But it is about more than changing light bulbs. Having a sustainability mindset brings an attention to detail that designs better monitoring systems. A huge challenge for newer operators is designing their watering and flushing systems. With little large-scale growing experience, new companies find this is an easy place to make mistakes.

“I’ve seen operators send tens of thousands of dollars of nutrients down the drain because no standard protocol or best management practice plan has been put into place,” he says. “You don’t want to pollute the environment with nutrient concentrated water, and you’re literally dumping dollars down the drain.”

Many companies, burdened with high costs in the first two years of operation, can find themselves cash-strapped just before entering the market. In Arizona, Zoned Properties worked with a licensed operator to develop four regulated facilities – two for cultivation and processing, and two for retail distribution. The Arizona cannabis company leases the properties from Zoned, and a large portion of the rental revenue generated has been re-invested into expanding the facilities over that past few years. Zoned worked alongside the operating tenant to ensure the operations were as sustainable as possible and that all the correct regulations were followed.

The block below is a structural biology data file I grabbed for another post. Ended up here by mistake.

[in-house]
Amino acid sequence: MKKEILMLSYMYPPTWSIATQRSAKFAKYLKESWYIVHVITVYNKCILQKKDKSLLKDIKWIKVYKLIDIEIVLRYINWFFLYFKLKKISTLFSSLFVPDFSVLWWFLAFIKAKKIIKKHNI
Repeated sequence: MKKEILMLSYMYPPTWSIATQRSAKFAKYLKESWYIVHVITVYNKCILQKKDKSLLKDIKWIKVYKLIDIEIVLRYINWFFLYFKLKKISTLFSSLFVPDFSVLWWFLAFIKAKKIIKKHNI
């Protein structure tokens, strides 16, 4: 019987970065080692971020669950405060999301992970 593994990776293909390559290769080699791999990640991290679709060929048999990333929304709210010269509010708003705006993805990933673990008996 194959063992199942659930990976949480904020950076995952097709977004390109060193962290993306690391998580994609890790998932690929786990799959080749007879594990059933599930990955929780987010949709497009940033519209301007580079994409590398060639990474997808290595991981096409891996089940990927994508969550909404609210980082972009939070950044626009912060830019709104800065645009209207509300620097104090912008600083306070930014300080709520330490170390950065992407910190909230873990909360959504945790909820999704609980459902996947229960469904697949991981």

Zoned is now looking to offer these leasing options to clients across the country. And what better to have as a landlord than a company that dedicates itself to the industry as a whole? In America, the highest volatility in the cannabis industry is not coming from direct competitors, but from changing regulations and special interest groups. A company can choose to staff a public relations department, legal team, and a sustainability expert to deal with this, or it can find all three of these resources in Zoned Properties.

“We’ve got long-standing experience in this industry. We’ve been through the ups and downs, and we know how to develop a regulated cannabis facility the right way. We want to share that knowledge and expertise with as many operators across the industry as possible.”